Thursday, October 6, 2011


Steve Jobs. Picture courtesy:
If it were possible, Steven Paul Jobs, co-founder and former Chief Executive Officer (CEO) of technology giant Apple, would have designed a sleek Apple iPod, iPhone, iPad, or Mac, that would eclipse the effects of pancreatic cancer with just one smart touch. Or better still, store a hundred more years in his personal iCloud. But even the great computing entrepreneur, inventor and visionary, with an eye for perfection, understood and acknowledged the mortal boundaries of his creative genius. After a seven year battle with pancreatic cancer, and two months after he resigned as Apple CEO, Jobs passed away on October 5, 2011, at the age of 56.

With his inventions, he changed tthe world and how it communicated and listened to music  by causing a technological revolutionAt the last count, Jobs had over 300 patents to his name. But he would be notably remembered for creating revolutionary consumer electronics products like the Apple iPhone, iPad, iPod, iMac and iTunesThe son of two unmarried university students - Joanne Schieble and Syrian-born father, Abdulfattah Jandali, Jobs was adopted by working class Californian couple, Paul and Clara Jobs, and fell in love with technology as he grew up in his adopted parent’s home in Silicon Valley, the headquarters of US electronics industry. He dropped out of college after one term and in 1976, at the age twenty-one in his parent’s garage, with his close friend Steve Wozniak, Jobs co-founded Apple and turned it into a multi-billion dollar technology empire - the world's second most valuable company by market capitalisation, after the oil giant Exxon, with more than $50 billion in the bank. Earlier this year, it surpassed the oil giant as the world's  most valuable company.

“For Steve Jobs, every day was like Christmas morning and nothing could shake that feeling,” said Chris Taylor, a technology writer for TIME in the 1990s and 2000s. Going by Jobs own words, Taylor had a point. “Death is very likely the single best invention of Life. It is Life's change agent…. Remembering that I'll be dead soon is the most important tool I've ever encountered to help me make the big choices in life. Because almost everything - all external expectations, all pride, all fear of embarrassment or failure - these things just fall away in the face of death, leaving only what is truly important. Remembering that you are going to die is the best way I know to avoid the trap of thinking you have something to lose. You are already naked. There is no reason not to follow your heart,” Jobs explained in a speech delivered at Stanford University in 2005.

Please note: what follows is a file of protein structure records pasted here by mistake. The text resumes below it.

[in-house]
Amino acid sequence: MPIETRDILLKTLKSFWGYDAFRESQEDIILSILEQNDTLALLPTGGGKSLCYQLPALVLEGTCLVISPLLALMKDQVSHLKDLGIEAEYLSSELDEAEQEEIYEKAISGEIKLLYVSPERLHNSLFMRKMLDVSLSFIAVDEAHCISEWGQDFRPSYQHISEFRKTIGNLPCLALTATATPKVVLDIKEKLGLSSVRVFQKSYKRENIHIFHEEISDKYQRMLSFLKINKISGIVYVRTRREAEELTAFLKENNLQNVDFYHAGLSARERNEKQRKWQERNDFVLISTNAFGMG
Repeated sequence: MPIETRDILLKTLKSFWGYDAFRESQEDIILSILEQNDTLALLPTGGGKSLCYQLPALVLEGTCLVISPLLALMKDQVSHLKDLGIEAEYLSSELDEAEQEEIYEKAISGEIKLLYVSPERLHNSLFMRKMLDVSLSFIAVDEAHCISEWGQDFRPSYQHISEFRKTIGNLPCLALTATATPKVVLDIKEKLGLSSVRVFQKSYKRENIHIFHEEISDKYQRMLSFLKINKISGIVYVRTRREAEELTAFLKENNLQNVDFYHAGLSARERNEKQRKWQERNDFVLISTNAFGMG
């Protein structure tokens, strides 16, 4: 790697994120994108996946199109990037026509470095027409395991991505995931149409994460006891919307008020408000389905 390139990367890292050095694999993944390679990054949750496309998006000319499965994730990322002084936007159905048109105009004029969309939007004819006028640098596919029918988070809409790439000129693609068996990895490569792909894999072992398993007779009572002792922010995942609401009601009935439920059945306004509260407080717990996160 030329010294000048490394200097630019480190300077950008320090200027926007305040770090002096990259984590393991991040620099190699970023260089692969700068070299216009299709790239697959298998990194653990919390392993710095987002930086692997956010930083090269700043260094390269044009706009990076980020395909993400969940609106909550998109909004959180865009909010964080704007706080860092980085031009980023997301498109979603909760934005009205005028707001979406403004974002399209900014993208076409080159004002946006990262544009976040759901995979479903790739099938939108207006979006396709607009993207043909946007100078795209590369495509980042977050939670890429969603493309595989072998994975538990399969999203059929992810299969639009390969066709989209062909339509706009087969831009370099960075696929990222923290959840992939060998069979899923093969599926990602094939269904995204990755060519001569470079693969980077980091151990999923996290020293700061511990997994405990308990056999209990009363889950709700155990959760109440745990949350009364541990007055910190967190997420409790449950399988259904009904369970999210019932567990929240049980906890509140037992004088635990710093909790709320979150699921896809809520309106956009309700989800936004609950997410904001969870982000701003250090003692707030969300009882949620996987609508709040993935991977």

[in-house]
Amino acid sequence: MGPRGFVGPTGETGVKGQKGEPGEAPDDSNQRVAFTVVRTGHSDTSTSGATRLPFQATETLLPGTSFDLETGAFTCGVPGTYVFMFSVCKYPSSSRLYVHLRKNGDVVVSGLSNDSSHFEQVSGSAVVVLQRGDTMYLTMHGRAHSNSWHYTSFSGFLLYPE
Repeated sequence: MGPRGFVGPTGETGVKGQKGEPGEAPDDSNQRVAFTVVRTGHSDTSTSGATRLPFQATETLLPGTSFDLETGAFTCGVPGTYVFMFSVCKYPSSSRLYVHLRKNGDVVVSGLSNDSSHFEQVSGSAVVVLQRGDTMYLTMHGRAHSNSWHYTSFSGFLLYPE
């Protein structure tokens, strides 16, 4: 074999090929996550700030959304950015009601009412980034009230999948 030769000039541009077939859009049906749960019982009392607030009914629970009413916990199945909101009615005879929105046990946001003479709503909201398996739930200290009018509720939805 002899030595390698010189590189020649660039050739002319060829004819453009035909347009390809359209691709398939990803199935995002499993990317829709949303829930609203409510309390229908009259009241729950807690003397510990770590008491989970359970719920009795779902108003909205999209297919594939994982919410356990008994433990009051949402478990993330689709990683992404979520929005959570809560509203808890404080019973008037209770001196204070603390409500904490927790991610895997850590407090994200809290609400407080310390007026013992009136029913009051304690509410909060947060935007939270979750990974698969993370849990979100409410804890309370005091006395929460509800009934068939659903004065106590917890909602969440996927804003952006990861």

“Steve was among the greatest of American innovators – brave enough to think differently, bold enough to believe he could change the world, and talented enough to do it,” said US president Barack Obama, who revealed that Jobs personally gave him an advance copy of iPad 2 before it was unveiled to the rest of the world. “For those of us lucky enough to get to work with him, it's been an insanely great honour. I will miss Steve immensely," noted Bill Gates, Microsoft founder; while Michael Bloomberg, New York Mayor, said that "America lost a genius who will be remembered with Edison and Einstein, and whose ideas will shape the world for generations to come".

Like Obama rightly pointed out, "” there may be no greater tribute to Steve's success than the fact that much of the world learned of his passing on a device he invented”. A statement on Apple’s website read, "Apple has lost a visionary and creative genius, and the world has lost an amazing human being. Those of us who have been fortunate enough to know and work with Steve have lost a dear friend & an inspiring mentor. Steve leaves behind a company that only he could have built, and his spirit will forever be the foundation of Apple."  Enough said.
Born February 24, 1955, Steve Jobs reportedly died peacefully surrounded by family and friends, barely a few days after the release of the Apple iPhone 4S.

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